A new tool from Parks and Trails New York is available for local transportation planners and advocates to determine which intersections pose safety concerns for cyclists and pedestrians
A study published by the CDC found that 82.2% of adults favor or strongly favor safer street design even if driving is slower.
“Here at Strong Towns, we’re advocates for a simple concept we like to call “”slow the cars”” because we’ve seen in city after city that slowing down cars makes our communities more prosperous and resilient — not to mention safer.
But, while this concept is simple, the reasoning behind it and the path to get to safer streets is, by no means, easy. Today, we’re sharing our ultimate guide to building slower, more walkable streets, filled with helpful articles and resources you can use to #slowthecars in your town. We’ve broken it down into 4 key sections that will explain why we need walkable streets, how to tell if your streets aren’t walkable, and resources for building walkable streets, plus inspiring stories that will demonstrate how to build safer streets.”
“Our national transportation conversation has us obsessing over finding more money to continue to do the same thing. This is only making us poorer.
Instead, we need to focus on finding ways to make better use of our existing investments. This means we need to spend our energy converting our most expensive, least productive and most dangerous transportation investment — our stroads — into either wealth-producing streets (to create a place) or highly productive roads (to connect productive places). The website shows you how to do just that.”
This user-friendly guide addresses the common challenges local advocates face when working to improve streets. Are you looking to create better streets in your neighborhood or community? Have you gotten discouraged by bureaucratic red tape or simple lack of communication? Or, are you passionate about great streets but struggling to get neighbors or city officials to share your enthusiasm or vision for people-centered public spaces?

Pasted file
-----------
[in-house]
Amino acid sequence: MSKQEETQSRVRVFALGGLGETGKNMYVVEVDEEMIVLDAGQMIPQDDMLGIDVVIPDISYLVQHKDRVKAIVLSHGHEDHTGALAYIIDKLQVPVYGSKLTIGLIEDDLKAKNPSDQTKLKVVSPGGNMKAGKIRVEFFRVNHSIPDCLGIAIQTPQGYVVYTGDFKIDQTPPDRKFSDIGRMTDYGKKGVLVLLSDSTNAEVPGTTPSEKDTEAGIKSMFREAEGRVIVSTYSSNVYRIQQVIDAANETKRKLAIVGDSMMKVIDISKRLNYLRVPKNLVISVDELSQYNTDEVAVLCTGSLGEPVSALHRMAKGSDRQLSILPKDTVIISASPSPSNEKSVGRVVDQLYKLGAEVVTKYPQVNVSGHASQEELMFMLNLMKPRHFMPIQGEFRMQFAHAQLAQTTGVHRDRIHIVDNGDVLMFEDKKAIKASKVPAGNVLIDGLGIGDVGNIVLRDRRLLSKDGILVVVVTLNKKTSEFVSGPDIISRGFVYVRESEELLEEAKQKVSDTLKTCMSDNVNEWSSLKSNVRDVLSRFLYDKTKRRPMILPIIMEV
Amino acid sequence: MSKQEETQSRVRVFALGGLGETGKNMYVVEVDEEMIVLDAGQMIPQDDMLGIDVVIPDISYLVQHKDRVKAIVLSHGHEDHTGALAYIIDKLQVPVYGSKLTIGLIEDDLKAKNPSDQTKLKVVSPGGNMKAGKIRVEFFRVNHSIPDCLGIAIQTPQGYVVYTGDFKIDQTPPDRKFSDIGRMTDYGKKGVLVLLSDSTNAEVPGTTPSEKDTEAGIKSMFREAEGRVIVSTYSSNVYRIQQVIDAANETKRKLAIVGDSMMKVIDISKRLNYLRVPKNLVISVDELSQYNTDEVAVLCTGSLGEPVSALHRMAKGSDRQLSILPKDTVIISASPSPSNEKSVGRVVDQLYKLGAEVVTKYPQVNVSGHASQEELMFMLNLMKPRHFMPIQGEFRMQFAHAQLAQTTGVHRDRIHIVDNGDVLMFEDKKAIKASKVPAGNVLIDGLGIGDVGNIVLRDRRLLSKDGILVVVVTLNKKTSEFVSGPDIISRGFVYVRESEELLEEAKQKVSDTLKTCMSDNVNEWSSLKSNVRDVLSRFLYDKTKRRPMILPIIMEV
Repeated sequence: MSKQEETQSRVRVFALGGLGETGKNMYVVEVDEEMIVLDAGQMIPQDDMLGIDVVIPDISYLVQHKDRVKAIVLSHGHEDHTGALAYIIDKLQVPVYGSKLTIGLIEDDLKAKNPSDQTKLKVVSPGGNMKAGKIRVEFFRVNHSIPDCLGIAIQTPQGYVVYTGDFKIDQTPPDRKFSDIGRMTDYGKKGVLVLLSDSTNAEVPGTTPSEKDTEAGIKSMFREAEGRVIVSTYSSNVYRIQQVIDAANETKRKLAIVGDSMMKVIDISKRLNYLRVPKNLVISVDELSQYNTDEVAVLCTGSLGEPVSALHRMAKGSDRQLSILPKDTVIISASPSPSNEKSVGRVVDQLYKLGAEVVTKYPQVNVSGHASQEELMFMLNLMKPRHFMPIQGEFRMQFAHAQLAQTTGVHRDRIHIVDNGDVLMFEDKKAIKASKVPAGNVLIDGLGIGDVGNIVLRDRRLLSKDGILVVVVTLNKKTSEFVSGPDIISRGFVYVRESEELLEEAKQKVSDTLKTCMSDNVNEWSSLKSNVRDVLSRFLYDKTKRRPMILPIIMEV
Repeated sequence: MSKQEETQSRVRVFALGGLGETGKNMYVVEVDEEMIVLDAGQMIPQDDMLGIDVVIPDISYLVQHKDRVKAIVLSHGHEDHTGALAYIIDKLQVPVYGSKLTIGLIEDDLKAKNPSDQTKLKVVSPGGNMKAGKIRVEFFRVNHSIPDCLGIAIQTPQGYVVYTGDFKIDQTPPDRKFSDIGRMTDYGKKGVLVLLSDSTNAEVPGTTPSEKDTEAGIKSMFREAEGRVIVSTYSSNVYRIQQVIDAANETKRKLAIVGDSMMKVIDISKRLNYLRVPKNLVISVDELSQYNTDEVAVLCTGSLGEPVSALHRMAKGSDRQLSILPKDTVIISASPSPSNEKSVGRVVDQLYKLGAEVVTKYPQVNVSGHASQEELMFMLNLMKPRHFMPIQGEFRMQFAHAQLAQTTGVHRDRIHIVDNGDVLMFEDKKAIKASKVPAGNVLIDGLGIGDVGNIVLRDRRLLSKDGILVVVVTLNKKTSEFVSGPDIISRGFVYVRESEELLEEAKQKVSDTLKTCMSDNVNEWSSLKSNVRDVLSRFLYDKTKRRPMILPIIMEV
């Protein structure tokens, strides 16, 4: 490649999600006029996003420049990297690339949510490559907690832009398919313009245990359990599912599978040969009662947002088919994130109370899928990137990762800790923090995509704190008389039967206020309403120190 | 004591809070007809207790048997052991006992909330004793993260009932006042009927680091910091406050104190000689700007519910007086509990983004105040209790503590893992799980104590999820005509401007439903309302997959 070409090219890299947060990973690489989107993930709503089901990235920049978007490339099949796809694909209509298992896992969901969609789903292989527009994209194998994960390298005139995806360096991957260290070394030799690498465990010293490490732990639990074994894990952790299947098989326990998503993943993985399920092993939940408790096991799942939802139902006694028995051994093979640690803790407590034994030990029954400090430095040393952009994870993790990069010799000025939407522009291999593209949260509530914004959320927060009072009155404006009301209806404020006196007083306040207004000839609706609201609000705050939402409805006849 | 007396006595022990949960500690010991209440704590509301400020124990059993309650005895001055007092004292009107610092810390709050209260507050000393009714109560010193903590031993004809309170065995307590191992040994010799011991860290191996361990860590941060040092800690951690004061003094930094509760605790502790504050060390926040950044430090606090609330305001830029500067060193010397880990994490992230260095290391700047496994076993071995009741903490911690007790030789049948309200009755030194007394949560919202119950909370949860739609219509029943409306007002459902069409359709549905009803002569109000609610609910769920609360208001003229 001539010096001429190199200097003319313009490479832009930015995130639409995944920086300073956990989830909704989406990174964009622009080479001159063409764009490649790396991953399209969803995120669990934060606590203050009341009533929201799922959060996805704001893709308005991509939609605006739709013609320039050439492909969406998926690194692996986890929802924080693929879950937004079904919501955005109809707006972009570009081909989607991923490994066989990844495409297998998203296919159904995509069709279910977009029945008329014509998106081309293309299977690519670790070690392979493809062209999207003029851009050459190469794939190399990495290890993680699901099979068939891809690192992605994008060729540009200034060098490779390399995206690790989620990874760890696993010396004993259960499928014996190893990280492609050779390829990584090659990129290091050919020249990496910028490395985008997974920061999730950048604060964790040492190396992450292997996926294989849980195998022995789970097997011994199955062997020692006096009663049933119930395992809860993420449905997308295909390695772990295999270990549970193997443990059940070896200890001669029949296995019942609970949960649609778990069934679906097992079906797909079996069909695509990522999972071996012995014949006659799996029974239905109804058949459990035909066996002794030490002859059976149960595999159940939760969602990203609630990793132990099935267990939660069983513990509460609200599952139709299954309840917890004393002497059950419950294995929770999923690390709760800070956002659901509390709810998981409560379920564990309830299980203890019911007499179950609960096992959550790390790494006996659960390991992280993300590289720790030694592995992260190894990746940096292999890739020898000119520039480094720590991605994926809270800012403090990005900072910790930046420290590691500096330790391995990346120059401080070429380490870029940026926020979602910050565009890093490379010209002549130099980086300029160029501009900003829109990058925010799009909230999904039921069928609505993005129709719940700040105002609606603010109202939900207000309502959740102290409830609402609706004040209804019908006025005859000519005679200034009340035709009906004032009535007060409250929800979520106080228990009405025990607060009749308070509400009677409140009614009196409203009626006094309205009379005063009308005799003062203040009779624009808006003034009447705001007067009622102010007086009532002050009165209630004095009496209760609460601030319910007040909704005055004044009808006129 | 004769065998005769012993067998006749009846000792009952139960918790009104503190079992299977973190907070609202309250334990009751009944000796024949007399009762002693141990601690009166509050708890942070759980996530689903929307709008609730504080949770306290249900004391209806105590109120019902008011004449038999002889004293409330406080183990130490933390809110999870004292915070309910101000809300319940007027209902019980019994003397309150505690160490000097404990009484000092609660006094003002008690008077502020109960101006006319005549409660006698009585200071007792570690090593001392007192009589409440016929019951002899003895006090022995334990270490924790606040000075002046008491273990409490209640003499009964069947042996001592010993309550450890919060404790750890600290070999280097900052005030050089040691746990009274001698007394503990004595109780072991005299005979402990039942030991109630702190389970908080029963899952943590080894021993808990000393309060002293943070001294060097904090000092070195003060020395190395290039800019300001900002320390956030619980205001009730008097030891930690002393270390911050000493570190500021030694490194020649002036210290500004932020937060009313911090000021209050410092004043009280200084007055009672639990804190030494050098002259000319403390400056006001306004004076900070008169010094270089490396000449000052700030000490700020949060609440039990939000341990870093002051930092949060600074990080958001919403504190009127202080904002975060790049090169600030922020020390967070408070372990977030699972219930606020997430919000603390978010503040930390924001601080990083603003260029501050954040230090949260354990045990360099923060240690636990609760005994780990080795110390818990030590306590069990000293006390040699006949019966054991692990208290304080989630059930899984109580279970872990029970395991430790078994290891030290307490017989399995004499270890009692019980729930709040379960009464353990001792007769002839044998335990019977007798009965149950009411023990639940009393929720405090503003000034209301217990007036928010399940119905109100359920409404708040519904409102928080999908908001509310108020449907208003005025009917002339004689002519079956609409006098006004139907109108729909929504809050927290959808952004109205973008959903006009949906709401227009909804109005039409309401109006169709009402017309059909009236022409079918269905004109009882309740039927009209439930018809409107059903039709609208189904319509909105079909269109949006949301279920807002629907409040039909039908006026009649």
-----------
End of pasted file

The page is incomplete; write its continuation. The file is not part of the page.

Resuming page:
For too long, transportation planning has focused on cars rather than people while neglecting communities of color and low-income neighborhoods. This framework offers planners and community advocates a step-by-step guide to a more community-centered transportation planning process that focuses on the mobility needs of communities and puts affected communities at the center of decision-making.
Smart Growth America and the National Complete Streets Coalition have revamped the ideal elements of a Complete Streets Policy. The elements serve as a national model of best practices that can be implemented in nearly all types of Complete Streets policies at all levels of governance. For communities considering a Complete Streets policy, this resource serves as a model; for communities with an existing Complete Streets policy, this resource provides guidance on areas for improvements.
Complete Streets One Pager (updated April 2018) document, translated into Spanish. Download Calles Completas
This brief overview (2 pages), developed by the OPCE, provides an overview of complete streets – what they are, common elements, benefits, and policy. CHSC grantees can download and distribute to partners with engagement on complete streets efforts. Download the Complete Streets One Pager
Smart Growth America revised its 10 Elements of a Complete Streets Policy.